[00:00:00] Detective Ev: Hello everyone. Welcome back to another episode of the Health Detective Podcast. I didn’t check my episode numbers yet, but I think this is going to be episode number 272 with a really special guest, really cool guy, someone that’s been intimately involved with FDN in the past. He has taken this and like nine other certifications and ran with it to the 10th degree and is now making waves in the space exposing the brain on fire and quite frankly has been for a while.
One other really cool thing about you, Brendan, and it throws people off if they’re on video, because you’ve always looked like mature, right? You’re a big dude, you got the beard. But Brendan’s super young and has done this stuff at a really young age as well. It’s always cool to get to talk to someone that’s so passionate at a young age. Where’s this guy going to be in 15, 20 years if this is what 30 looks like, basically?
I’ll read his bio really quick, since we are live on video today. If you’re checking this out on audio and not aware yet that we are doing more lives on video, just make sure you’re tuned in with us on Facebook, YouTube. We’re going to get LinkedIn set up soon, but definitely YouTube and Facebook are the places to be.
We do announce these podcasts, so you’ll know when they’re coming out live and you can tune in with us. You can say, hey, ask questions, but as always, all of these things will still be released on our audio platforms where you guys all listen.
Brain on Fire: Metabolic Health & Functional Education
Brendan is a mental and metabolic health scientist and researcher, functional medicine educator, writer, and speaker. He is a board-certified holistic health practitioner, master nutrition coach, master personal trainer, USAW sports performance coach, and CrossFit trainer. He began his career as a personal trainer and nutrition coach at the age of 18 after disappointingly being medically discharged from the United States Navy SEAL training pipeline due to an injury.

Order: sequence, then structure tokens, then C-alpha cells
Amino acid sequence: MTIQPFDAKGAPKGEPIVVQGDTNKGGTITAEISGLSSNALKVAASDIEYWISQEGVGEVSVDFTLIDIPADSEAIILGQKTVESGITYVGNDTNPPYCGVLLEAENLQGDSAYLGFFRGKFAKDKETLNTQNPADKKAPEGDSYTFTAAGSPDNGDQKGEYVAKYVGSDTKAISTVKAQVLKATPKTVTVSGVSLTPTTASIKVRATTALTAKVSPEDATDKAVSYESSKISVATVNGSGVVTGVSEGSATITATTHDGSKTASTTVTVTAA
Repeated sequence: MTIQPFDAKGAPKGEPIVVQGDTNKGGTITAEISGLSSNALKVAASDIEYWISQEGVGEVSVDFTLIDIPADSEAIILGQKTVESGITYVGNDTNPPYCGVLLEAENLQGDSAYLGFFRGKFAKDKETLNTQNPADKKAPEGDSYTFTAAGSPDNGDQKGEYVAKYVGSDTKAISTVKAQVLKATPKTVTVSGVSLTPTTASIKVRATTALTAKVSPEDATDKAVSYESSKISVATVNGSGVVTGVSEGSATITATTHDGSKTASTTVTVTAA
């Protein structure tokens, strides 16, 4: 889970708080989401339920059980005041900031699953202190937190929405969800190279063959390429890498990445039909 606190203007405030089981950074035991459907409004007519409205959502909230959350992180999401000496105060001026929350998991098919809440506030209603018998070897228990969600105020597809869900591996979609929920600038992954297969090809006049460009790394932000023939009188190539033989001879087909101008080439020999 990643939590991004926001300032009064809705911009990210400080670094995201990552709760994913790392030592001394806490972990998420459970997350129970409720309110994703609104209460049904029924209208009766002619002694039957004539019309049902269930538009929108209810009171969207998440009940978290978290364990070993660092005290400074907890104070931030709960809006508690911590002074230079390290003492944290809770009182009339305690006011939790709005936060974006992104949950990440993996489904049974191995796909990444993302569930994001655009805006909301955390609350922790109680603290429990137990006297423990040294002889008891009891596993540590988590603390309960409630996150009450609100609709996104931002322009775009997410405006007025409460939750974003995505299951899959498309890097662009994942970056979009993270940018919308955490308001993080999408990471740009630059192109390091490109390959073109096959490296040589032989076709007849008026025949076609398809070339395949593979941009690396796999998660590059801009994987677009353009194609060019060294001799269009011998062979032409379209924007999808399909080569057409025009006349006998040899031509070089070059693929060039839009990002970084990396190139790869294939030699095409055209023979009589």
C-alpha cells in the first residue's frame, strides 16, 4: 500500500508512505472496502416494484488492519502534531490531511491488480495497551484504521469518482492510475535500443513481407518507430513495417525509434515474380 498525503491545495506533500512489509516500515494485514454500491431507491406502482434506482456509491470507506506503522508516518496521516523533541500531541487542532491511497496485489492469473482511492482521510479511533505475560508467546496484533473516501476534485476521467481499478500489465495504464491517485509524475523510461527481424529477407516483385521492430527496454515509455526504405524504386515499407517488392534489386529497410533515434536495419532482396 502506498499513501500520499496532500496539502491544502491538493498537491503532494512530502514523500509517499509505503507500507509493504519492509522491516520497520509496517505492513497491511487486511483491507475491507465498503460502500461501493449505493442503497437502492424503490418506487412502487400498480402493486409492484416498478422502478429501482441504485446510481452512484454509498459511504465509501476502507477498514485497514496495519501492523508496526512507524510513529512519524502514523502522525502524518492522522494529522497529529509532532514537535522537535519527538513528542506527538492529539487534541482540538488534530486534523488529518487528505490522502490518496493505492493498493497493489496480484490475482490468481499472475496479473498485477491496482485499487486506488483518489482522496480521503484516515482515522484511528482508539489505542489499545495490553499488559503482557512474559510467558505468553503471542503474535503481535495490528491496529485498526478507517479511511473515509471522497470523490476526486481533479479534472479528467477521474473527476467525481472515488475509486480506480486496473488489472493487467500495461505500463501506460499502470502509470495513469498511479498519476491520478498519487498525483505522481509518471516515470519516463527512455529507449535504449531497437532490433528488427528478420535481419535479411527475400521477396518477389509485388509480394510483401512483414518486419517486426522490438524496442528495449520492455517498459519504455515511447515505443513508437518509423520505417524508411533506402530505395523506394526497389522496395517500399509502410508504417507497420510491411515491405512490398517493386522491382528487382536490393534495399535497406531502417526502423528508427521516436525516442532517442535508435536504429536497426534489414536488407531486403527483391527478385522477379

After being exposed to the power of functional lab testing in the start of his career, he began intensely pursuing that as a career path, which has led him to be widely regarded as one of the top leading experts in metabolic health and functional education. True. He is the proud owner and founder of the Metabolic Solutions Institute for Functional Health and Fitness Practitioners and the creator of the Functional Mental Health Practitioner Certification Course, (FMHP). Definitely excited to talk about that today.
He’s also the founder of the Metabolic Solutions Research and Education Foundation, a not-for-profit foundation dedicated to changing the way the world views mental health through advancing the science of mental health dysfunction. He is also the creator of the Mental M.A.P., a cutting-edge lab panel for mental health, and the NeuroCeuticals™ supplement line.
Last but not least, when he’s not educating doctors, practitioners, and professionals, helping clients overcome their most severe health struggles, or producing cutting edge scientific education, Brendan also enjoys all things fitness and is probably working out. He also enjoys anything in nature and any activities that expand his heart, mind, and soul.